Tuesday, October 12, 2010

The revery alone will do

The daughter of two Self Realization Fellowship devotees, I try to avoid hating any living thing. Surely some good can be found in everyone; surely the divine spark is always there, even if buried far, far within. Actually, that’s not true; I openly detest entire categories of living things, most of which fall into the insect family. Namely spiders, mosquitoes and my arch nemesis: the yellowjacket.

Imagine yourself, on a sunny summer’s day, out to enjoy a delicious picnic on a lush green lawn. You roll out your blanket and arrange the succulent contents of your lovingly prepared picnic basket about you, marveling at the simple goodness of life. Only, no sooner have you begun to savor your joyous summer fare than a yellowjacket comes buzzing angrily into your face, desiring to steal a bite of your meal and threatening you with the prospect of a painful sting/bite/whatever. Then, another shows up. And another. Swatting at them does no good; it only seems to make them angrier. Ugh! Your moment of peaceful enjoyment has been ruined by an unwelcome horde of dangerous, ugly insects. How désagréable.

Let me be clear: I DESPISE yellowjackets. I see one, and my inner “irritation-o-meter” instantaneously rockets from “zen” to “apoplectic.” If I could, I would have every last one of the beastly creatures eliminated, and deal with the karma in my next life (no doubt as a yellowjacket).

I don’t understand those who blithely say, “Oh, just ignore them. They’re harmless.” Harmless?! Seriously? These people obviously have not entirely exited childhood and still think that insects are our friends. Sorry folks; yellowjackets—alias meat bees—are out to kill. They and their horrible little chewing mandibles are the very face of evil. The number of barbecues, picnics, outdoor cocktails and miscellaneous happy moments around the world that have been ruined because of these devilish fiends defies the imagination.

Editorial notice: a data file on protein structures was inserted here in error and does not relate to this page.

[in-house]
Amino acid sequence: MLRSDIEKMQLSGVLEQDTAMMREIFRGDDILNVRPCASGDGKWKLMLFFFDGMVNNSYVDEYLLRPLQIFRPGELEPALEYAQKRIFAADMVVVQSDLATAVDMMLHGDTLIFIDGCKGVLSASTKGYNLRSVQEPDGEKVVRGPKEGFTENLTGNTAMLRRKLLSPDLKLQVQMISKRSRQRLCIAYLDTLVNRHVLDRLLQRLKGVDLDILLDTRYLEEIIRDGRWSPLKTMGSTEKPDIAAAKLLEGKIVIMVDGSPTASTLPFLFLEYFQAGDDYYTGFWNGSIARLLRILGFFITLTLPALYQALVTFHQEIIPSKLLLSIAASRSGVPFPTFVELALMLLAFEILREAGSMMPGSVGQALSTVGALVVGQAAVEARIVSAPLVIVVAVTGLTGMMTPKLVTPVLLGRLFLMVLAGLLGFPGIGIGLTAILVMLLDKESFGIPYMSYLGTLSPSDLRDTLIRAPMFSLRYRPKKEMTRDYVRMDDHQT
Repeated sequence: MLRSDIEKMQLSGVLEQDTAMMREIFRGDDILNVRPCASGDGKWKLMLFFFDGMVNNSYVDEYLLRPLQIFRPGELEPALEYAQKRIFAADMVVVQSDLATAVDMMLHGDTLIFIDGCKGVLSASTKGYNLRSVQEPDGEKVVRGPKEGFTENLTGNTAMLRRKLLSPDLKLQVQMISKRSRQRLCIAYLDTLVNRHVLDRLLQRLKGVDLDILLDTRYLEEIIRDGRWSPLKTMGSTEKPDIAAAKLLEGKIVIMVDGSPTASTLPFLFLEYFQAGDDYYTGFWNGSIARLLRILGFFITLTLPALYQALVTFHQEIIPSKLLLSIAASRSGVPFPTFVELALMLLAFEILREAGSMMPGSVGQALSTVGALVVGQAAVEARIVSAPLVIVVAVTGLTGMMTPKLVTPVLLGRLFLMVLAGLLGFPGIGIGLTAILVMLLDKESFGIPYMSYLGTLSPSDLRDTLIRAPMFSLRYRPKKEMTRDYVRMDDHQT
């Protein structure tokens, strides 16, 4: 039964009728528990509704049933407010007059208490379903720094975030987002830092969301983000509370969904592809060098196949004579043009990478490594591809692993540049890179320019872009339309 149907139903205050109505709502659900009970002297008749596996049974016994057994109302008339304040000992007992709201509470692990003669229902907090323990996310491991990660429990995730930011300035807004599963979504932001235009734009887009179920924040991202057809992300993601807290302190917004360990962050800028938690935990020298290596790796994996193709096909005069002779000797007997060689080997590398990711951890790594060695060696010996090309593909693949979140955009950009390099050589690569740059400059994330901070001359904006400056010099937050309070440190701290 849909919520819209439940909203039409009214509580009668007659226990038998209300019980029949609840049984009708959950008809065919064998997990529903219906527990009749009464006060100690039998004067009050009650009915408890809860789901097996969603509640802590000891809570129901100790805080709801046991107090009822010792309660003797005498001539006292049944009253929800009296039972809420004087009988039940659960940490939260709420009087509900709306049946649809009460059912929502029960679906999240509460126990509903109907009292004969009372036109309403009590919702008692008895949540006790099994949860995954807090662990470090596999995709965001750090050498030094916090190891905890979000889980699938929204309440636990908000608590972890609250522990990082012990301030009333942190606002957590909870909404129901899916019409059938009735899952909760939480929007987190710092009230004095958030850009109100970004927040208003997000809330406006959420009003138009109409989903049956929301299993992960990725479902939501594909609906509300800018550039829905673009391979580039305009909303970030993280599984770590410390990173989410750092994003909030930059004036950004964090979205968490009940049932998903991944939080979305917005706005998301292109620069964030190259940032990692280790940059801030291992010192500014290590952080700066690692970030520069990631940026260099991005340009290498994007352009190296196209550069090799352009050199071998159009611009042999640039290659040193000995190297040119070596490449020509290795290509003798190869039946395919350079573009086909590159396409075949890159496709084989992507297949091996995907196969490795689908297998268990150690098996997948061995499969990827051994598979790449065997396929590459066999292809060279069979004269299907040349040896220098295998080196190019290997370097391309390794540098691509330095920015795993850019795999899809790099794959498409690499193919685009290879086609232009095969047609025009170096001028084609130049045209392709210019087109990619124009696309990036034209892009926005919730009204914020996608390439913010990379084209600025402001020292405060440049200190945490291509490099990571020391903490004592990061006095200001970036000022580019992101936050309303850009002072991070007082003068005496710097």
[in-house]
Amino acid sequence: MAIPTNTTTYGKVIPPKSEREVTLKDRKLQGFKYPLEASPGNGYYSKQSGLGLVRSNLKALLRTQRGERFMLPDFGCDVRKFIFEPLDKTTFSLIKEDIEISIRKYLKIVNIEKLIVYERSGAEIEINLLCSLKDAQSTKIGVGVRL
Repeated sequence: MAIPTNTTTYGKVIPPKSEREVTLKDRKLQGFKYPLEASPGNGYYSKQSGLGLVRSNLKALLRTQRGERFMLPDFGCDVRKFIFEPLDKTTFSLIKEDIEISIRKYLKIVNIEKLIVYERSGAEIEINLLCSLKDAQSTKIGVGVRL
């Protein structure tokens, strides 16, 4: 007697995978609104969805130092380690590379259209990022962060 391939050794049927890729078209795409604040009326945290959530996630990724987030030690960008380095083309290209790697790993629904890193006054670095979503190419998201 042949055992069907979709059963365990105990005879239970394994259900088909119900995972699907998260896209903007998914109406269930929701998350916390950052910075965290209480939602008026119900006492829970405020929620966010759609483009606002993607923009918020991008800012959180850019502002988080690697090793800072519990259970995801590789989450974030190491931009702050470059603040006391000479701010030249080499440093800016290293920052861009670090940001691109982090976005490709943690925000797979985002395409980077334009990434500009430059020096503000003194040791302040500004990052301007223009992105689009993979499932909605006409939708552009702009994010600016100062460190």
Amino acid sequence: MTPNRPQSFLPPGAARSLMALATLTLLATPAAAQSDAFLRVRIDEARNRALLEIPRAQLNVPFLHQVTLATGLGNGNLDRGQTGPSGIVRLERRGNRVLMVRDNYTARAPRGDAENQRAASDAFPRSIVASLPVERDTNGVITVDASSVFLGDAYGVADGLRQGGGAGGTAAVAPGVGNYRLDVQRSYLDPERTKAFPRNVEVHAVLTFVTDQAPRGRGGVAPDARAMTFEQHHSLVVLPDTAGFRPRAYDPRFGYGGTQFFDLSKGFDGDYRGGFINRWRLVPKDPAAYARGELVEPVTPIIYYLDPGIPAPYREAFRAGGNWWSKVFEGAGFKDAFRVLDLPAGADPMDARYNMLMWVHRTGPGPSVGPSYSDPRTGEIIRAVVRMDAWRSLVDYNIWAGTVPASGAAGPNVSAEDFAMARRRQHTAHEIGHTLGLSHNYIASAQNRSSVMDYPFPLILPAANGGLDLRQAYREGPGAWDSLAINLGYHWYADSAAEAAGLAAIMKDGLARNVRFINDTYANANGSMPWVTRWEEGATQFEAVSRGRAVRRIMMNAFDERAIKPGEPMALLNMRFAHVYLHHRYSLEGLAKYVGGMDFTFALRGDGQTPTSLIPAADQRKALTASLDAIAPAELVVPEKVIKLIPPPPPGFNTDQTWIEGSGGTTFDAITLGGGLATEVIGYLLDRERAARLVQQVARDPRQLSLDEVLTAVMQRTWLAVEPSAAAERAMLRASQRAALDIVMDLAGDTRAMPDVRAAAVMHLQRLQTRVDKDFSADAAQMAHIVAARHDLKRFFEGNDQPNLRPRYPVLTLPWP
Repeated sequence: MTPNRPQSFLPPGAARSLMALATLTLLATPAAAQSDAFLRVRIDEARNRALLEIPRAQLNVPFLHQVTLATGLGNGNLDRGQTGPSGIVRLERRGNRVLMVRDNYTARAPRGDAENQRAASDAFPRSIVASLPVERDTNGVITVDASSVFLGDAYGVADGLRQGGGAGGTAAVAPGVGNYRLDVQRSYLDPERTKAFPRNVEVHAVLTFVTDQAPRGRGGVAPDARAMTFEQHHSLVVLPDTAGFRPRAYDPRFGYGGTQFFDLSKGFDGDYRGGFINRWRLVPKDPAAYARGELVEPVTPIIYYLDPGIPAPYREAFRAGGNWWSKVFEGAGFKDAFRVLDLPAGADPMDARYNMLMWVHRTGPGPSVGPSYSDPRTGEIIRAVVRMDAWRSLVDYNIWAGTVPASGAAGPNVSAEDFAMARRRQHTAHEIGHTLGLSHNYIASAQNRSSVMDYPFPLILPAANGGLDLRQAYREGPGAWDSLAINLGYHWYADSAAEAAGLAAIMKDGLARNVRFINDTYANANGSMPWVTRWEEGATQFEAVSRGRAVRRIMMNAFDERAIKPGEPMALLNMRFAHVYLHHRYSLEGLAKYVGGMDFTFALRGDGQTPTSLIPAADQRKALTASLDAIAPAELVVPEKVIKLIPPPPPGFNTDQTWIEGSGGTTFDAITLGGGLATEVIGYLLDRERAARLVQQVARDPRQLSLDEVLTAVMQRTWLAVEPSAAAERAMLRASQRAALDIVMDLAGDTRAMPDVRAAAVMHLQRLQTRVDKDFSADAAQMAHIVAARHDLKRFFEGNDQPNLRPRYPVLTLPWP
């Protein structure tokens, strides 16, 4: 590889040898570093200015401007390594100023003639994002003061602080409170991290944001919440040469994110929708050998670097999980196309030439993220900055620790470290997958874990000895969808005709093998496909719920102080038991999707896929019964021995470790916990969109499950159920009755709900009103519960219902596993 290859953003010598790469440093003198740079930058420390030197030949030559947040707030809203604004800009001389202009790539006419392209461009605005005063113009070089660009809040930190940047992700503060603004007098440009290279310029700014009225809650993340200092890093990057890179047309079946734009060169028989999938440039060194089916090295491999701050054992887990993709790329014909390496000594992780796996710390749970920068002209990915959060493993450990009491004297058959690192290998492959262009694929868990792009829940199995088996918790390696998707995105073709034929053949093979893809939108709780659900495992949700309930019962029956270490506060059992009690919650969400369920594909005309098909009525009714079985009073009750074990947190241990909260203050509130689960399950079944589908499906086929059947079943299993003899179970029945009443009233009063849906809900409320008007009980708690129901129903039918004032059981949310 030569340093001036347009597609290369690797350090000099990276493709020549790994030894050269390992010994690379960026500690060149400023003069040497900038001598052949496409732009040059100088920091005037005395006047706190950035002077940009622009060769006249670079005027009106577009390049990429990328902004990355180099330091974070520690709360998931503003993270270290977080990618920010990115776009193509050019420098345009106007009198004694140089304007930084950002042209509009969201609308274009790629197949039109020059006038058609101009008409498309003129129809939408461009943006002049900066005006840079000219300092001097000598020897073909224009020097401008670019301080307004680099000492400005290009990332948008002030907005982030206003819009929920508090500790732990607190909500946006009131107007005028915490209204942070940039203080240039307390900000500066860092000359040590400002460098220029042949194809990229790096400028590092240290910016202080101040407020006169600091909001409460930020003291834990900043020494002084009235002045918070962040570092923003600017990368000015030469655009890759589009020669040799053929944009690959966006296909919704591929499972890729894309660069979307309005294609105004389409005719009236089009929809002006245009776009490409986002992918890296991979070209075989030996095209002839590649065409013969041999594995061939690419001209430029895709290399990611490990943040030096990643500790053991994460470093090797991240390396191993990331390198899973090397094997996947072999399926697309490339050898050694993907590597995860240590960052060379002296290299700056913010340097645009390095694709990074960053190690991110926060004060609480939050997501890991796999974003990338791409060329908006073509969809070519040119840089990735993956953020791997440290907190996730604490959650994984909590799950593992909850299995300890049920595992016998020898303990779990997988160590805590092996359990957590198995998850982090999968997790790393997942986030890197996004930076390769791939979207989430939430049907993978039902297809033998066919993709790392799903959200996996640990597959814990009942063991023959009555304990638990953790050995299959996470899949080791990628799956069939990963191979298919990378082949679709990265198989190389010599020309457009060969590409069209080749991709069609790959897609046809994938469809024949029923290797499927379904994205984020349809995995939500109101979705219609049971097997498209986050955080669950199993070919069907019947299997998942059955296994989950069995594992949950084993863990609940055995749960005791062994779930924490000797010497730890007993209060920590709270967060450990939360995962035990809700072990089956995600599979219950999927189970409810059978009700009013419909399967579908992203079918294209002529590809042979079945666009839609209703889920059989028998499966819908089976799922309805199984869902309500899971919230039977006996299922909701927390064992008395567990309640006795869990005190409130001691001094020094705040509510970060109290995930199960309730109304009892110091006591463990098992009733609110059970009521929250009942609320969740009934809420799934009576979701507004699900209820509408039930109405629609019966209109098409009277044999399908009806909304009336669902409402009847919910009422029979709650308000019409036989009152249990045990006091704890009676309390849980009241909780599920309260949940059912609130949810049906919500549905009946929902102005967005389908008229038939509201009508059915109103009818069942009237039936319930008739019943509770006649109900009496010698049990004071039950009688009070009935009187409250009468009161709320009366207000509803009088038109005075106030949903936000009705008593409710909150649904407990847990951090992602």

To those who still require convincing, allow me to offer an anecdote. At the tender age of 9, I took part, as I did every year, in that great American institution, summer camp. I always loved summer camp and dearly hope that I can find its equivalent in France for my future Franco-American children; without it, I fear that their personal development will suffer from the absence of kumbayas, handmade crafts and morning chapel that I so cherished throughout my youth.

So there I was at Special Buddy Camp on a fine summer afternoon, engaged in a game of water balloon toss with a group of my fellow campers. The brightly colored balloons glistened in the sunlight, droplets of water bounced to and fro, our innocent laughter rang in the air.... And then, pain. Excruciating, red-hot pain shooting through my inner thigh. OWWWW! I had been savagely stung by a rogue yellowjacket that had landed on me unannounced and uninvited. No good reason was to be had, either: we had no food nearby, nor was I wearing any kind of potentially tasty-smelling sunscreen. No, the wretched beast had landed on my delicate skin with the sole purpose of inflicting wanton suffering.

To make matters worse, my mother’s resolutely holistic approach to healing resulted in her rapid arrival armed with a giant red onion, which she proceeded to cut into round slices and tape—tape!—to my thigh. I was suddenly not only the girl who had gotten stung, but the girl who smelled like onions AND had a crazy mother. In a camp half composed of handicapped children, I had somehow managed to become the “special” one.

Little did I realize this was only the beginning; the damn things being an international source of misery, France has plenty of them as well. Why, only yesterday I was sitting on a bench in a park near my job, enjoying my take-away lunch in the late October sun while nourishing my soul with a book by Thich Nhat Hanh. It was a perfect moment of zenitude:

Breathing in, I calm my body. 
Breathing out, I smile. 
Dwelling in the present moment, 
I know this is a wonderful mo— AGGHHH!

Out of nowhere came an enormous yellowjacket, buzzing not at my food but at my person. Tossing my short-lived moment of zen out the proverbial window, I leapt to my feet and proceeded to do the exact opposite of what Thich Nhat Hanh would have done, flailing purse and book wildly about and unleashing a virulent stream of profanity that did not go unnoticed by my bemused fellow park-goers. I’d say that my journey toward enlightenment is far from finished.

If France has yellowjackets, then it must also have those wonderful gooey traps with which to kill them. I know what I’m doing this weekend. Enlightenment can wait.